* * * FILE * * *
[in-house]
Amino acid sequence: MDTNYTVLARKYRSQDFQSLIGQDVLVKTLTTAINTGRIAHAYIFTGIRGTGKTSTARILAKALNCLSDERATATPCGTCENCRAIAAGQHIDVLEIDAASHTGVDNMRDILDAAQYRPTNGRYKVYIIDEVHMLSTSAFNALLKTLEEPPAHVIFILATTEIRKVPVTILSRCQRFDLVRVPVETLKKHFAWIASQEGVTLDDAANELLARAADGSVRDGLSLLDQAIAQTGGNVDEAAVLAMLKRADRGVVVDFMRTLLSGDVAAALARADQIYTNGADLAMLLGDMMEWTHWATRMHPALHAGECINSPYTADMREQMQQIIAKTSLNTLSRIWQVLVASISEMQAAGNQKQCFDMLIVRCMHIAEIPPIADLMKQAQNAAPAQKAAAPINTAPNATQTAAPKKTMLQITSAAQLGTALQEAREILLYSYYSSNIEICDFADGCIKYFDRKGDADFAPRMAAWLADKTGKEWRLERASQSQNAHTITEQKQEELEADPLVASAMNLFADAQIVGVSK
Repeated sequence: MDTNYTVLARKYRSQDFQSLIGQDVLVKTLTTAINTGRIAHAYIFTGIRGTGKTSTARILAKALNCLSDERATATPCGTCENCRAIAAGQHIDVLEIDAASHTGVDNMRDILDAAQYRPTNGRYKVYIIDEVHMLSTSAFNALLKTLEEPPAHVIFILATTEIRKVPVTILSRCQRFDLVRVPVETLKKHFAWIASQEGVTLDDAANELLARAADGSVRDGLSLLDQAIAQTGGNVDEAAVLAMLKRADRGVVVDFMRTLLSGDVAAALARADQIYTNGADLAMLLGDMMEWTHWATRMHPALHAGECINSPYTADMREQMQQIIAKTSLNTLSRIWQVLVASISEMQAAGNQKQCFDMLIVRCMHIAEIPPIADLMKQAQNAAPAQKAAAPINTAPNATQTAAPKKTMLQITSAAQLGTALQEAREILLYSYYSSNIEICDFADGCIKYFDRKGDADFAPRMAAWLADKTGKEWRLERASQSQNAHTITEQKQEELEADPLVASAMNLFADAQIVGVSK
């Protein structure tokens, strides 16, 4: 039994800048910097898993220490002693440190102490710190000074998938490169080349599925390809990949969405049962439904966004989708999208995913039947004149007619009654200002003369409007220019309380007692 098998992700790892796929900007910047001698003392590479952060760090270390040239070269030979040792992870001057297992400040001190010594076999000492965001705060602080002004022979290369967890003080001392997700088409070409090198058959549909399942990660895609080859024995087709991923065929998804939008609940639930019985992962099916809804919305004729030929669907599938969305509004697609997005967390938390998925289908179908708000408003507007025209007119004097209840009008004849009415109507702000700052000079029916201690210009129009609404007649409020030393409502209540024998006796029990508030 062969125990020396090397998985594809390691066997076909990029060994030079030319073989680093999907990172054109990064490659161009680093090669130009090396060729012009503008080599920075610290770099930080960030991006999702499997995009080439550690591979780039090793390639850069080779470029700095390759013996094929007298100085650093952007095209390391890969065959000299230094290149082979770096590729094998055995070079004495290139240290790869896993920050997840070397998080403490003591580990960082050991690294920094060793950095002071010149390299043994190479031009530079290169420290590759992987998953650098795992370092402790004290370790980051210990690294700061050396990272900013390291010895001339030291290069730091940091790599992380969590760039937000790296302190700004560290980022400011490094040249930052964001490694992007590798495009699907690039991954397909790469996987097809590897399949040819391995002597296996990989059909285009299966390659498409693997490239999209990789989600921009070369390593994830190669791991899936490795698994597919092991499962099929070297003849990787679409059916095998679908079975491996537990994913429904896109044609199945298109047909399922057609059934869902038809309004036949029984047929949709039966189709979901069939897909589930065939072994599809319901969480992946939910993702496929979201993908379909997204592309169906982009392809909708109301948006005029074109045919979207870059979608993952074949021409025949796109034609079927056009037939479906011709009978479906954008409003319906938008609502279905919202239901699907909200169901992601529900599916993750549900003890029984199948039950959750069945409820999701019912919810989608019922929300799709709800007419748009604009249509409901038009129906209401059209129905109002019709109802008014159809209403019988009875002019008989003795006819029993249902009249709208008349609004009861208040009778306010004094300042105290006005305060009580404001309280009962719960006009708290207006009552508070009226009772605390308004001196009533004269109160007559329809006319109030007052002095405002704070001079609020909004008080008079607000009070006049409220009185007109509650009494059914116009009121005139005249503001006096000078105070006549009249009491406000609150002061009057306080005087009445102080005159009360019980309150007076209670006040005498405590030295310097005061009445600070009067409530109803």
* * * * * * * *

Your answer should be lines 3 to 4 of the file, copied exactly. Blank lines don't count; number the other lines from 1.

Repeated sequence: MDTNYTVLARKYRSQDFQSLIGQDVLVKTLTTAINTGRIAHAYIFTGIRGTGKTSTARILAKALNCLSDERATATPCGTCENCRAIAAGQHIDVLEIDAASHTGVDNMRDILDAAQYRPTNGRYKVYIIDEVHMLSTSAFNALLKTLEEPPAHVIFILATTEIRKVPVTILSRCQRFDLVRVPVETLKKHFAWIASQEGVTLDDAANELLARAADGSVRDGLSLLDQAIAQTGGNVDEAAVLAMLKRADRGVVVDFMRTLLSGDVAAALARADQIYTNGADLAMLLGDMMEWTHWATRMHPALHAGECINSPYTADMREQMQQIIAKTSLNTLSRIWQVLVASISEMQAAGNQKQCFDMLIVRCMHIAEIPPIADLMKQAQNAAPAQKAAAPINTAPNATQTAAPKKTMLQITSAAQLGTALQEAREILLYSYYSSNIEICDFADGCIKYFDRKGDADFAPRMAAWLADKTGKEWRLERASQSQNAHTITEQKQEELEADPLVASAMNLFADAQIVGVSK
């Protein structure tokens, strides 16, 4: 039994800048910097898993220490002693440190102490710190000074998938490169080349599925390809990949969405049962439904966004989708999208995913039947004149007619009654200002003369409007220019309380007692 098998992700790892796929900007910047001698003392590479952060760090270390040239070269030979040792992870001057297992400040001190010594076999000492965001705060602080002004022979290369967890003080001392997700088409070409090198058959549909399942990660895609080859024995087709991923065929998804939008609940639930019985992962099916809804919305004729030929669907599938969305509004697609997005967390938390998925289908179908708000408003507007025209007119004097209840009008004849009415109507702000700052000079029916201690210009129009609404007649409020030393409502209540024998006796029990508030 062969125990020396090397998985594809390691066997076909990029060994030079030319073989680093999907990172054109990064490659161009680093090669130009090396060729012009503008080599920075610290770099930080960030991006999702499997995009080439550690591979780039090793390639850069080779470029700095390759013996094929007298100085650093952007095209390391890969065959000299230094290149082979770096590729094998055995070079004495290139240290790869896993920050997840070397998080403490003591580990960082050991690294920094060793950095002071010149390299043994190479031009530079290169420290590759992987998953650098795992370092402790004290370790980051210990690294700061050396990272900013390291010895001339030291290069730091940091790599992380969590760039937000790296302190700004560290980022400011490094040249930052964001490694992007590798495009699907690039991954397909790469996987097809590897399949040819391995002597296996990989059909285009299966390659498409693997490239999209990789989600921009070369390593994830190669791991899936490795698994597919092991499962099929070297003849990787679409059916095998679908079975491996537990994913429904896109044609199945298109047909399922057609059934869902038809309004036949029984047929949709039966189709979901069939897909589930065939072994599809319901969480992946939910993702496929979201993908379909997204592309169906982009392809909708109301948006005029074109045919979207870059979608993952074949021409025949796109034609079927056009037939479906011709009978479906954008409003319906938008609502279905919202239901699907909200169901992601529900599916993750549900003890029984199948039950959750069945409820999701019912919810989608019922929300799709709800007419748009604009249509409901038009129906209401059209129905109002019709109802008014159809209403019988009875002019008989003795006819029993249902009249709208008349609004009861208040009778306010004094300042105290006005305060009580404001309280009962719960006009708290207006009552508070009226009772605390308004001196009533004269109160007559329809006319109030007052002095405002704070001079609020909004008080008079607000009070006049409220009185007109509650009494059914116009009121005139005249503001006096000078105070006549009249009491406000609150002061009057306080005087009445102080005159009360019980309150007076209670006040005498405590030295310097005061009445600070009067409530109803």